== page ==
'Under Suspicion,' unstylishly studied, drags itself along

September 16, 1994|By David Zurawik | David Zurawik,Sun Television Critic

"Under Suspicion" is one of the strangest new shows this fall.

It make sense when you understand that it's an attempted knockoff of "Prime Suspect 3," the Emmy Award-winning miniseries from Britain that starred Helen Mirren as a female police detective supervising a squad room full of men.

But CBS appears to have understood almost nothing about what made "Prime Suspect 3" so great, and, as a result, gets it all wrong in "Under Suspicion."

The pilot for the series, which premieres at 9 tonight on WBAL (Channel 11), is told half in flashback, half through the eyes of the female detective, Rose "Phil" Phillips (Karen Sillas). We are never sure what viewpoint is coming next or what we just saw, which makes more for confusion than anything approaching suspense.

CBS is calling "Under Suspicion" a "stylish police mystery drama" and dropping the term film noir all over the place. I suspect a lot of viewers, though, are simply going to think it's slow and weird-looking.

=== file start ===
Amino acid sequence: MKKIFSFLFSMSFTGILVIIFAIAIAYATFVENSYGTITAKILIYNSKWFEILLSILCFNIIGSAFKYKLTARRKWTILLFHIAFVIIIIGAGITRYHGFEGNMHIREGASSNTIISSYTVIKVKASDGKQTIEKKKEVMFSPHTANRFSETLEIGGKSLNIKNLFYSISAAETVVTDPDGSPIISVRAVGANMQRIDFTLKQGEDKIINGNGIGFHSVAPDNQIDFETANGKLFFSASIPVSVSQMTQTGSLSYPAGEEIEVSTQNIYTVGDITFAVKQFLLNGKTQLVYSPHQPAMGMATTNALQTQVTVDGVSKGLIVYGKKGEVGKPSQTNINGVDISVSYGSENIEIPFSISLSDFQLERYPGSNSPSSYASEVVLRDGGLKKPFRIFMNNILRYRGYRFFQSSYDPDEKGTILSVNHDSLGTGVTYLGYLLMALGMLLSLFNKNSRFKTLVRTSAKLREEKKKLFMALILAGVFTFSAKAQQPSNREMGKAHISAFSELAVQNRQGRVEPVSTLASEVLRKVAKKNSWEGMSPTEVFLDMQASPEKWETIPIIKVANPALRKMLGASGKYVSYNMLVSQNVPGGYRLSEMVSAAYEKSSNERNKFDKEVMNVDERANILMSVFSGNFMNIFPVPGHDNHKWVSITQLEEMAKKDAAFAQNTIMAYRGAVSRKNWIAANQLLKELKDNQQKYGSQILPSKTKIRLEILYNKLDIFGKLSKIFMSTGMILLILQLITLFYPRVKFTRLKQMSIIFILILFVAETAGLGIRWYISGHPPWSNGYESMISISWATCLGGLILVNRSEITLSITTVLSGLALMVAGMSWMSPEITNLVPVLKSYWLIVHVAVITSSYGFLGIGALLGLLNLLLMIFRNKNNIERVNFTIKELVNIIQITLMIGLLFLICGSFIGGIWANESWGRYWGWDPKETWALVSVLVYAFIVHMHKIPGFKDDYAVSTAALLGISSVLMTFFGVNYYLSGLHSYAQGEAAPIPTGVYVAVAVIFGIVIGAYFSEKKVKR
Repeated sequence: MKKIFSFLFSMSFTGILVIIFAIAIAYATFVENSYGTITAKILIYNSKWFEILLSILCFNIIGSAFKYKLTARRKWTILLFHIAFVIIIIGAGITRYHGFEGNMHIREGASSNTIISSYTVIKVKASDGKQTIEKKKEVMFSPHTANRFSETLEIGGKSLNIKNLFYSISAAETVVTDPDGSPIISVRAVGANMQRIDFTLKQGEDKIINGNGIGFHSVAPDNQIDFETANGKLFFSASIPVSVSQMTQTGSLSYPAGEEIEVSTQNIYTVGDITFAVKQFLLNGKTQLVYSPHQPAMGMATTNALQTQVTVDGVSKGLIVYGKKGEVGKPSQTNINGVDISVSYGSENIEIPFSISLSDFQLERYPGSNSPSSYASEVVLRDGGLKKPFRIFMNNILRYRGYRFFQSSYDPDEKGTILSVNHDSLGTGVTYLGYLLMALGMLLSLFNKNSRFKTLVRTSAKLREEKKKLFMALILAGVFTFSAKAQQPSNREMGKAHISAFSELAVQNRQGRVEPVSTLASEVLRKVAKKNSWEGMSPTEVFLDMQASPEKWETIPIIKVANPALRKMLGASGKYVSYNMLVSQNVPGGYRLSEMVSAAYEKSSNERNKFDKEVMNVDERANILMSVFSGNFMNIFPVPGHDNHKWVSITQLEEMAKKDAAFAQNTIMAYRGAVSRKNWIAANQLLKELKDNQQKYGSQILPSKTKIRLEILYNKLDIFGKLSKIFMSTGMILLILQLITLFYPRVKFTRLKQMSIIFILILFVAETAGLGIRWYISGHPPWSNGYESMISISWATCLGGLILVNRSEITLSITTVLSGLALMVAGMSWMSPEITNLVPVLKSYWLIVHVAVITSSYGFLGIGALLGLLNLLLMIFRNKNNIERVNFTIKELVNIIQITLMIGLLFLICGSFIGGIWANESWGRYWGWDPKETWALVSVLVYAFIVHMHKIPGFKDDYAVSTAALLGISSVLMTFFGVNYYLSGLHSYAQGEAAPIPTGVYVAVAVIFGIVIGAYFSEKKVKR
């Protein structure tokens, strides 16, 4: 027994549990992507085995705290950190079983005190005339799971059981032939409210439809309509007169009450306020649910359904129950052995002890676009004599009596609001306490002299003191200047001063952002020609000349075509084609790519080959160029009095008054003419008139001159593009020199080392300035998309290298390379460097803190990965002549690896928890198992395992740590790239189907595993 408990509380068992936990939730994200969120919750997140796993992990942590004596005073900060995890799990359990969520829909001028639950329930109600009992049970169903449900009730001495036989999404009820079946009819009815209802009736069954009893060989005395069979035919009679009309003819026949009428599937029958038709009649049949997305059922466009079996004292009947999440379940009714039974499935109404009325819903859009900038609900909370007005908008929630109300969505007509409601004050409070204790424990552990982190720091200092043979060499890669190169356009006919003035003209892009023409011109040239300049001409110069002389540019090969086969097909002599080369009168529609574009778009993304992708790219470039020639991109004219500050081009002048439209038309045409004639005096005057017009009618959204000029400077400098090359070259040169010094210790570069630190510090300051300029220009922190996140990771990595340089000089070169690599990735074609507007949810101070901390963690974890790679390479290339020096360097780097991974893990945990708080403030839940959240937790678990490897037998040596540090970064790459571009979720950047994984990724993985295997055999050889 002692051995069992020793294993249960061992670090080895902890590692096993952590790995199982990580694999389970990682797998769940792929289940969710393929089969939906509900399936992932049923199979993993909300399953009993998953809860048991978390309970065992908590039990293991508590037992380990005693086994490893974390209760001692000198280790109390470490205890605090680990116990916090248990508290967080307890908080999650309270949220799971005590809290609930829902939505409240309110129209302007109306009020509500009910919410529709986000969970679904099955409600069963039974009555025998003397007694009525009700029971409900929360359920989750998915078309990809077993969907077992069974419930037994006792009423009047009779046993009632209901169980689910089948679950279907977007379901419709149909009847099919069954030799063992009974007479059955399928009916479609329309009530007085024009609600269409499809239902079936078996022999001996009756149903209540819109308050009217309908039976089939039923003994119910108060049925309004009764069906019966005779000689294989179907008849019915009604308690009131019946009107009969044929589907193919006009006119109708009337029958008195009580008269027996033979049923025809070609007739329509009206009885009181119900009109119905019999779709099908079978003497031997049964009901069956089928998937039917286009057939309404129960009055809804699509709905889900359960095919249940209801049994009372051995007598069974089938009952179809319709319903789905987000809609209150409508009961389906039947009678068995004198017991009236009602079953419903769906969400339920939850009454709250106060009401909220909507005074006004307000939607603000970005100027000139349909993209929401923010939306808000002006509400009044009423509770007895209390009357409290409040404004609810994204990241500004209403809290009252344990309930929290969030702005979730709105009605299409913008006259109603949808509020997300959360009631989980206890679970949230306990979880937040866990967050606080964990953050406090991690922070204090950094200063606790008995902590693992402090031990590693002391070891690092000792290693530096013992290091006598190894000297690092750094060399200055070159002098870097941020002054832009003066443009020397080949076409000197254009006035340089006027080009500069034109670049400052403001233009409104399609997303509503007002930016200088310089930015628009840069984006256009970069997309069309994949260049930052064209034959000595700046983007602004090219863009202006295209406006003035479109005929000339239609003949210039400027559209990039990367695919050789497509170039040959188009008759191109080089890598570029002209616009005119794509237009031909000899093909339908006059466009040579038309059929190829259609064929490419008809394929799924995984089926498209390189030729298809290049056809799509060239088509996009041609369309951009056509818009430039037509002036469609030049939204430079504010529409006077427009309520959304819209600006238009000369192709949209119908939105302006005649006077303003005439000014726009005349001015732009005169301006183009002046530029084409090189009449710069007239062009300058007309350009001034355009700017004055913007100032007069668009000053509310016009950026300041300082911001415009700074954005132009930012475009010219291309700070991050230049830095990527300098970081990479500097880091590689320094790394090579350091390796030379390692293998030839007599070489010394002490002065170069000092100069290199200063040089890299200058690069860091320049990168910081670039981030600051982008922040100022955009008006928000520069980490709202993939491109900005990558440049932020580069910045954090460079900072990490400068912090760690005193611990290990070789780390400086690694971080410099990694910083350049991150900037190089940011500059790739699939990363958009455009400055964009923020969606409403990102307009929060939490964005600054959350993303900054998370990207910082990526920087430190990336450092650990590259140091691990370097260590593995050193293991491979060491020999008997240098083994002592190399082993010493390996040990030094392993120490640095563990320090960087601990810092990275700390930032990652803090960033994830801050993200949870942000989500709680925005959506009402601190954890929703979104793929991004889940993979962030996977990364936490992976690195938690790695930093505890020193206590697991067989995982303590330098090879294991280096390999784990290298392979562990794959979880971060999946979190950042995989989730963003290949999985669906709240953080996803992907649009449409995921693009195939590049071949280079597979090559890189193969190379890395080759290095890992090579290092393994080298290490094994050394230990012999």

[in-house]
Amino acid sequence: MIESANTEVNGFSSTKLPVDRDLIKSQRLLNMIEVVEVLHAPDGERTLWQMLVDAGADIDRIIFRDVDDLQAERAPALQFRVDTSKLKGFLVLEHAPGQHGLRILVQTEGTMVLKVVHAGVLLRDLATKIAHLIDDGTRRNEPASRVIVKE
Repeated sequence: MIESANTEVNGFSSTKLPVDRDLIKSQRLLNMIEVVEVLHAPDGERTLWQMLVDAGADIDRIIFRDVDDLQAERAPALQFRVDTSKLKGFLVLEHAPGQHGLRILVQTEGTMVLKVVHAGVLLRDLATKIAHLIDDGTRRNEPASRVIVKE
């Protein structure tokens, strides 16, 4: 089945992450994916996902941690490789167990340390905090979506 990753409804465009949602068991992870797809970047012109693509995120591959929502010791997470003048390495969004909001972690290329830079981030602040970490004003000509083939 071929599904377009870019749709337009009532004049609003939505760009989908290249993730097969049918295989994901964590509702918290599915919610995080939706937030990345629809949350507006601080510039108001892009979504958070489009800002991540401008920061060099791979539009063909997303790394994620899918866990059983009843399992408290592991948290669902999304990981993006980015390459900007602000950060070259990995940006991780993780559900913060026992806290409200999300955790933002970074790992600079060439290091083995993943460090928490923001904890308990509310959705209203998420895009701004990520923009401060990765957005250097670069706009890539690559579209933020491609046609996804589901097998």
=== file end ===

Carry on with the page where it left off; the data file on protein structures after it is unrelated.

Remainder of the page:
Tonight's hour ends with a "To be continued" tag. Let's hope the case doesn't turn into a search for the one-armed man and last the whole season.

The case involves the disappearance of Phillips' partner, Frank Fusco (Peter Onorati); there's evidence he might have been on the take. (Onorati is not a regular member of the cast, so Fusco is probably gone for good. But in this kind of muddle, who knows?)

Phillips saw Fusco get in a car, then the car blew up. But, later, there is some doubt about what she saw because Fusco pops up again.

So, besides working in a room full of tacky, sexist men, Phillips might be suffering from delusions -- or something. Who knows? Who cares?

The pace is painfully slow compared to PBS' "Prime Suspect." When you're talking slow compared to anything on PBS, you are talking major league slow.

Philip Casnoff, who played the villain in "North and South" and The Man Himself in CBS' Frank Sinatra miniseries, is a supporting player in "Under Suspicion" as Sgt. James Vitelli of Internal Affairs. Vitelli is also investigating the disappearance of Fusco. Part of that probe involves questioning Phillips in what looks to be a storage room where they fight for space among file cabinets.

Like I said, a lot of this show is just plain bizarre.

In scenes with Vitelli and Phillips, every look is studied, every gesture deliberate, every pause made to seem pregnant. It's as if Edward James Olmos' "Miami Vice" character were the model for every performance. This is what CBS calls "stylish," I guess.

All the series really needs is an interesting and appealing lead actress instead of Sillas, and a plot so the story could at least inch along. Outside of that, "Under Suspicion" has it all.

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